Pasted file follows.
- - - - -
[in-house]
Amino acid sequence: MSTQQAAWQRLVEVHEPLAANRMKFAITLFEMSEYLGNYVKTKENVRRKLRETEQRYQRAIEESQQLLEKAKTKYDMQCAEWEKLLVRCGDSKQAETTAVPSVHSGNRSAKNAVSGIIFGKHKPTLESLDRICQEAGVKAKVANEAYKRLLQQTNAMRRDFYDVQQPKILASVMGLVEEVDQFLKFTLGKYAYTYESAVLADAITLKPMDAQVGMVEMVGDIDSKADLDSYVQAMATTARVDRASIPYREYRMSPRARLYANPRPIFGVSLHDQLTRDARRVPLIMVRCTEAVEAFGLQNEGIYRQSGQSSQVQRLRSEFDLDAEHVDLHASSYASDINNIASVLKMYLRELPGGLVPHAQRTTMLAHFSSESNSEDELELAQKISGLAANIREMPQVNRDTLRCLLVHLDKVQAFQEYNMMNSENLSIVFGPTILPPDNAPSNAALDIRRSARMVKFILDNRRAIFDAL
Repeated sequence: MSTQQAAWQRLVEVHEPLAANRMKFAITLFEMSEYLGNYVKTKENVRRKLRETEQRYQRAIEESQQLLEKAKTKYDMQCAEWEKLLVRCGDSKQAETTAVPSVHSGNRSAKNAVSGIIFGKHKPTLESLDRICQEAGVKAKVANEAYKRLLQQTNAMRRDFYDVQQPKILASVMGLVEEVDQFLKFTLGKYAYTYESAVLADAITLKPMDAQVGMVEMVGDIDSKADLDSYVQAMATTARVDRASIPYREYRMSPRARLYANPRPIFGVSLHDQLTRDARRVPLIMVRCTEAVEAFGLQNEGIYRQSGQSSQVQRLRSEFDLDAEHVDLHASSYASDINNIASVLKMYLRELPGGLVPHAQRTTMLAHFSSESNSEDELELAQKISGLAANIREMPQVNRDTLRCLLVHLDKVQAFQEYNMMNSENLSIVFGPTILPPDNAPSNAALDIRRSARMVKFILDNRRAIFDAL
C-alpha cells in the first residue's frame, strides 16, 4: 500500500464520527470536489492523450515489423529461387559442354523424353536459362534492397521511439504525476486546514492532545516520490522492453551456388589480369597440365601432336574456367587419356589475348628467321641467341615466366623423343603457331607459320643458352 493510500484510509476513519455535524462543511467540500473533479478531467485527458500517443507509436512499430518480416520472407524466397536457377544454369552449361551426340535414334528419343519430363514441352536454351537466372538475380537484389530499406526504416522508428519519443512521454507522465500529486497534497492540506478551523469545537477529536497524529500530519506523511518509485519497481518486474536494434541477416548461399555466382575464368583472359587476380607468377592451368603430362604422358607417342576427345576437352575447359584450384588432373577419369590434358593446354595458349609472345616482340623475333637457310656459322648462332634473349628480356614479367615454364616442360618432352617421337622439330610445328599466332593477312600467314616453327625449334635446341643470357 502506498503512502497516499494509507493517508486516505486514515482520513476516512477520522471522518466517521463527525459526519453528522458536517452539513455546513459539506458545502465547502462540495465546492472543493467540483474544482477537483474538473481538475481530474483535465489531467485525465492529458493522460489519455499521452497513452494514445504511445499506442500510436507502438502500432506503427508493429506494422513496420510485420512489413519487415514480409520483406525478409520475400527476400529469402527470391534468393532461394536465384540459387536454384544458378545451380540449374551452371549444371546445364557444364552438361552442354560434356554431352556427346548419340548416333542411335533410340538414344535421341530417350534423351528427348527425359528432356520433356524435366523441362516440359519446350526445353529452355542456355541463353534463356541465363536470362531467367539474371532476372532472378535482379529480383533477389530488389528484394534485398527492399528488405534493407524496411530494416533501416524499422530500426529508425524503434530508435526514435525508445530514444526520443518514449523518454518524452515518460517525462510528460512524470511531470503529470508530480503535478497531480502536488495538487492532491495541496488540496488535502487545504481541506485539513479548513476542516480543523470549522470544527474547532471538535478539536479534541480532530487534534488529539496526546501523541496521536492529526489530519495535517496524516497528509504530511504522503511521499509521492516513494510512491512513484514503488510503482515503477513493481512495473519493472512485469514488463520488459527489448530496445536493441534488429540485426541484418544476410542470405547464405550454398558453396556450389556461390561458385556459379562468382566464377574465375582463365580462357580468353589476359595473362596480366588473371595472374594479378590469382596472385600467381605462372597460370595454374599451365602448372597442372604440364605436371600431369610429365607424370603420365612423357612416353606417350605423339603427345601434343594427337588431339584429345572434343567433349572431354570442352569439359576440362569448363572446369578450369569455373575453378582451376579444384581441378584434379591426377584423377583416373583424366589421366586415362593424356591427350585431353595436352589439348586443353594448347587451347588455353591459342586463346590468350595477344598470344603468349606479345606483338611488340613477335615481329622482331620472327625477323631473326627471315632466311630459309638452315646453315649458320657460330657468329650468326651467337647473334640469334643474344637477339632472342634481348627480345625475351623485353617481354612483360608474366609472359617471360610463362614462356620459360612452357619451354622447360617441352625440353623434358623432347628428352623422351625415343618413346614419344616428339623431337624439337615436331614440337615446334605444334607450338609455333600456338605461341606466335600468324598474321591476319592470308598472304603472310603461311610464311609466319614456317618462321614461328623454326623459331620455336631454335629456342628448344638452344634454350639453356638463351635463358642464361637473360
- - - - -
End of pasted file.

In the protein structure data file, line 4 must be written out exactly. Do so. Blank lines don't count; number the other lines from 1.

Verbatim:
C-alpha cells in the first residue's frame, strides 16, 4: 500500500464520527470536489492523450515489423529461387559442354523424353536459362534492397521511439504525476486546514492532545516520490522492453551456388589480369597440365601432336574456367587419356589475348628467321641467341615466366623423343603457331607459320643458352 493510500484510509476513519455535524462543511467540500473533479478531467485527458500517443507509436512499430518480416520472407524466397536457377544454369552449361551426340535414334528419343519430363514441352536454351537466372538475380537484389530499406526504416522508428519519443512521454507522465500529486497534497492540506478551523469545537477529536497524529500530519506523511518509485519497481518486474536494434541477416548461399555466382575464368583472359587476380607468377592451368603430362604422358607417342576427345576437352575447359584450384588432373577419369590434358593446354595458349609472345616482340623475333637457310656459322648462332634473349628480356614479367615454364616442360618432352617421337622439330610445328599466332593477312600467314616453327625449334635446341643470357 502506498503512502497516499494509507493517508486516505486514515482520513476516512477520522471522518466517521463527525459526519453528522458536517452539513455546513459539506458545502465547502462540495465546492472543493467540483474544482477537483474538473481538475481530474483535465489531467485525465492529458493522460489519455499521452497513452494514445504511445499506442500510436507502438502500432506503427508493429506494422513496420510485420512489413519487415514480409520483406525478409520475400527476400529469402527470391534468393532461394536465384540459387536454384544458378545451380540449374551452371549444371546445364557444364552438361552442354560434356554431352556427346548419340548416333542411335533410340538414344535421341530417350534423351528427348527425359528432356520433356524435366523441362516440359519446350526445353529452355542456355541463353534463356541465363536470362531467367539474371532476372532472378535482379529480383533477389530488389528484394534485398527492399528488405534493407524496411530494416533501416524499422530500426529508425524503434530508435526514435525508445530514444526520443518514449523518454518524452515518460517525462510528460512524470511531470503529470508530480503535478497531480502536488495538487492532491495541496488540496488535502487545504481541506485539513479548513476542516480543523470549522470544527474547532471538535478539536479534541480532530487534534488529539496526546501523541496521536492529526489530519495535517496524516497528509504530511504522503511521499509521492516513494510512491512513484514503488510503482515503477513493481512495473519493472512485469514488463520488459527489448530496445536493441534488429540485426541484418544476410542470405547464405550454398558453396556450389556461390561458385556459379562468382566464377574465375582463365580462357580468353589476359595473362596480366588473371595472374594479378590469382596472385600467381605462372597460370595454374599451365602448372597442372604440364605436371600431369610429365607424370603420365612423357612416353606417350605423339603427345601434343594427337588431339584429345572434343567433349572431354570442352569439359576440362569448363572446369578450369569455373575453378582451376579444384581441378584434379591426377584423377583416373583424366589421366586415362593424356591427350585431353595436352589439348586443353594448347587451347588455353591459342586463346590468350595477344598470344603468349606479345606483338611488340613477335615481329622482331620472327625477323631473326627471315632466311630459309638452315646453315649458320657460330657468329650468326651467337647473334640469334643474344637477339632472342634481348627480345625475351623485353617481354612483360608474366609472359617471360610463362614462356620459360612452357619451354622447360617441352625440353623434358623432347628428352623422351625415343618413346614419344616428339623431337624439337615436331614440337615446334605444334607450338609455333600456338605461341606466335600468324598474321591476319592470308598472304603472310603461311610464311609466319614456317618462321614461328623454326623459331620455336631454335629456342628448344638452344634454350639453356638463351635463358642464361637473360